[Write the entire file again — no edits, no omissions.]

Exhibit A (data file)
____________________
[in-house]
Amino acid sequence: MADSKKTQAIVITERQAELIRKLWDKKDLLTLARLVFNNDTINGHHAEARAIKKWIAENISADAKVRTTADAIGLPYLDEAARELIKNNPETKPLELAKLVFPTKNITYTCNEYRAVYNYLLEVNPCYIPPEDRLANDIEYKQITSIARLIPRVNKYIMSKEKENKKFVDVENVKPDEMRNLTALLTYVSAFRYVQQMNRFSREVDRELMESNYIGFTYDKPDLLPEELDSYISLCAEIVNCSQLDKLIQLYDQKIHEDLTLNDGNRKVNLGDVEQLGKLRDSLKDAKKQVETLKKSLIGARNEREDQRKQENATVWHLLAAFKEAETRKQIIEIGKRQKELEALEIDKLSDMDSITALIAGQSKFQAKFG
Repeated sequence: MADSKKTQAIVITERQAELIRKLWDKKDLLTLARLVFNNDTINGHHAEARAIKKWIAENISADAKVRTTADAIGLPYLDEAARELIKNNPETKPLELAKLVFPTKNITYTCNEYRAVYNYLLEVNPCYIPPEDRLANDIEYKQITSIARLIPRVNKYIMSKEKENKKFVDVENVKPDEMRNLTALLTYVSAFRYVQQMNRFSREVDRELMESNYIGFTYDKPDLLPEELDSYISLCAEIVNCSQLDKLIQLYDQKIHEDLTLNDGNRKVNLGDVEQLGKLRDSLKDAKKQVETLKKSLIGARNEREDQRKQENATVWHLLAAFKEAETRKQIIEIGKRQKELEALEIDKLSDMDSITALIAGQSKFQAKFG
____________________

[in-house]
Amino acid sequence: MADSKKTQAIVITERQAELIRKLWDKKDLLTLARLVFNNDTINGHHAEARAIKKWIAENISADAKVRTTADAIGLPYLDEAARELIKNNPETKPLELAKLVFPTKNITYTCNEYRAVYNYLLEVNPCYIPPEDRLANDIEYKQITSIARLIPRVNKYIMSKEKENKKFVDVENVKPDEMRNLTALLTYVSAFRYVQQMNRFSREVDRELMESNYIGFTYDKPDLLPEELDSYISLCAEIVNCSQLDKLIQLYDQKIHEDLTLNDGNRKVNLGDVEQLGKLRDSLKDAKKQVETLKKSLIGARNEREDQRKQENATVWHLLAAFKEAETRKQIIEIGKRQKELEALEIDKLSDMDSITALIAGQSKFQAKFG
Repeated sequence: MADSKKTQAIVITERQAELIRKLWDKKDLLTLARLVFNNDTINGHHAEARAIKKWIAENISADAKVRTTADAIGLPYLDEAARELIKNNPETKPLELAKLVFPTKNITYTCNEYRAVYNYLLEVNPCYIPPEDRLANDIEYKQITSIARLIPRVNKYIMSKEKENKKFVDVENVKPDEMRNLTALLTYVSAFRYVQQMNRFSREVDRELMESNYIGFTYDKPDLLPEELDSYISLCAEIVNCSQLDKLIQLYDQKIHEDLTLNDGNRKVNLGDVEQLGKLRDSLKDAKKQVETLKKSLIGARNEREDQRKQENATVWHLLAAFKEAETRKQIIEIGKRQKELEALEIDKLSDMDSITALIAGQSKFQAKFG